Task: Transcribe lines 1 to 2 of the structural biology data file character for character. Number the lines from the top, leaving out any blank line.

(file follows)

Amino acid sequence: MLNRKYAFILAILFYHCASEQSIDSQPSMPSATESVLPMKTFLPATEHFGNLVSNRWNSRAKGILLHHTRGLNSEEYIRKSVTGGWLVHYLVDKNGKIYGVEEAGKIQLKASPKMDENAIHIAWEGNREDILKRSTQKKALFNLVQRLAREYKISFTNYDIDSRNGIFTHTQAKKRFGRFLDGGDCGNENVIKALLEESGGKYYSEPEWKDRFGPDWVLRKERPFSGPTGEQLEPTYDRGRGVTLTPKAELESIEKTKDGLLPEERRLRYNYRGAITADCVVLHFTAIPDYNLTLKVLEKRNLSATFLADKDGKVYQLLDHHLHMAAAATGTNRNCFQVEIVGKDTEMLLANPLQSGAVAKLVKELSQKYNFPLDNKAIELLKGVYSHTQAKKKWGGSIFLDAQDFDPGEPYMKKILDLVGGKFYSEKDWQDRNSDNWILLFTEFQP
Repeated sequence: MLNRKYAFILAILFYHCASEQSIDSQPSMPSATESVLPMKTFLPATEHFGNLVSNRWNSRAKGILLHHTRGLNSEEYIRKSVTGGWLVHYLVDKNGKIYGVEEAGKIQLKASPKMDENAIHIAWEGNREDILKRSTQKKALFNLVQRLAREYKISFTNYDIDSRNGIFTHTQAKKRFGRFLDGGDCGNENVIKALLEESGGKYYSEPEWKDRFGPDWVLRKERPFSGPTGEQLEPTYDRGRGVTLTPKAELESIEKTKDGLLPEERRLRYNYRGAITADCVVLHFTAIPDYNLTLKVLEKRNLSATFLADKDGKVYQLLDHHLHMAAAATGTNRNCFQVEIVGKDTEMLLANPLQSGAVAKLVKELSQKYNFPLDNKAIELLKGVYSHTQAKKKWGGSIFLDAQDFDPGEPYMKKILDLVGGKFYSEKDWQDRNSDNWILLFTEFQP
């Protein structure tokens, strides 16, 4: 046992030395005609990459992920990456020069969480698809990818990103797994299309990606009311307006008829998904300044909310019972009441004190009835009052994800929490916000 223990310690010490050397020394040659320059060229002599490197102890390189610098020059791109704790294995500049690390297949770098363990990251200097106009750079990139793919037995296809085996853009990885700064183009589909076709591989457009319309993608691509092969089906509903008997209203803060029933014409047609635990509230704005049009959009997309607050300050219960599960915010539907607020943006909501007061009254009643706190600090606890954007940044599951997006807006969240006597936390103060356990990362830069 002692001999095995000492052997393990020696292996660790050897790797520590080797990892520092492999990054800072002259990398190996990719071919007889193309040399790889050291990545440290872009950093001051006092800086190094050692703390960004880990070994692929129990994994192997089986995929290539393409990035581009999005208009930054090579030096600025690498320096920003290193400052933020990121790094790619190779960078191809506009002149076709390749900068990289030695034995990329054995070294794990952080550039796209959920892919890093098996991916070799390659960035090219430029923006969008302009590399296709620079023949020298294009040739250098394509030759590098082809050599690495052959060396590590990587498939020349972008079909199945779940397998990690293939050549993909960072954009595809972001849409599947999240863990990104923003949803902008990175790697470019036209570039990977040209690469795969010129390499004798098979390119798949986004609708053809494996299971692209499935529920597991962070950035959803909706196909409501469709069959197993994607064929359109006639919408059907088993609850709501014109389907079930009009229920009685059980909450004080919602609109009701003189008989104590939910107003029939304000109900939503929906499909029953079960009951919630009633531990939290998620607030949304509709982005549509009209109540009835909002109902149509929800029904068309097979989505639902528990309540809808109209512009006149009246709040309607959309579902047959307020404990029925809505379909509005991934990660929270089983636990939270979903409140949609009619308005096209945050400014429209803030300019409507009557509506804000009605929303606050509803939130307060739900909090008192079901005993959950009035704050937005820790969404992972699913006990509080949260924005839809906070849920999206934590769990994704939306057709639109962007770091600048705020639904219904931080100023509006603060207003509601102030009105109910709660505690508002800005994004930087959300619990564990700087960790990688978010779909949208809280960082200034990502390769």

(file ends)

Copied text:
Amino acid sequence: MLNRKYAFILAILFYHCASEQSIDSQPSMPSATESVLPMKTFLPATEHFGNLVSNRWNSRAKGILLHHTRGLNSEEYIRKSVTGGWLVHYLVDKNGKIYGVEEAGKIQLKASPKMDENAIHIAWEGNREDILKRSTQKKALFNLVQRLAREYKISFTNYDIDSRNGIFTHTQAKKRFGRFLDGGDCGNENVIKALLEESGGKYYSEPEWKDRFGPDWVLRKERPFSGPTGEQLEPTYDRGRGVTLTPKAELESIEKTKDGLLPEERRLRYNYRGAITADCVVLHFTAIPDYNLTLKVLEKRNLSATFLADKDGKVYQLLDHHLHMAAAATGTNRNCFQVEIVGKDTEMLLANPLQSGAVAKLVKELSQKYNFPLDNKAIELLKGVYSHTQAKKKWGGSIFLDAQDFDPGEPYMKKILDLVGGKFYSEKDWQDRNSDNWILLFTEFQP
Repeated sequence: MLNRKYAFILAILFYHCASEQSIDSQPSMPSATESVLPMKTFLPATEHFGNLVSNRWNSRAKGILLHHTRGLNSEEYIRKSVTGGWLVHYLVDKNGKIYGVEEAGKIQLKASPKMDENAIHIAWEGNREDILKRSTQKKALFNLVQRLAREYKISFTNYDIDSRNGIFTHTQAKKRFGRFLDGGDCGNENVIKALLEESGGKYYSEPEWKDRFGPDWVLRKERPFSGPTGEQLEPTYDRGRGVTLTPKAELESIEKTKDGLLPEERRLRYNYRGAITADCVVLHFTAIPDYNLTLKVLEKRNLSATFLADKDGKVYQLLDHHLHMAAAATGTNRNCFQVEIVGKDTEMLLANPLQSGAVAKLVKELSQKYNFPLDNKAIELLKGVYSHTQAKKKWGGSIFLDAQDFDPGEPYMKKILDLVGGKFYSEKDWQDRNSDNWILLFTEFQP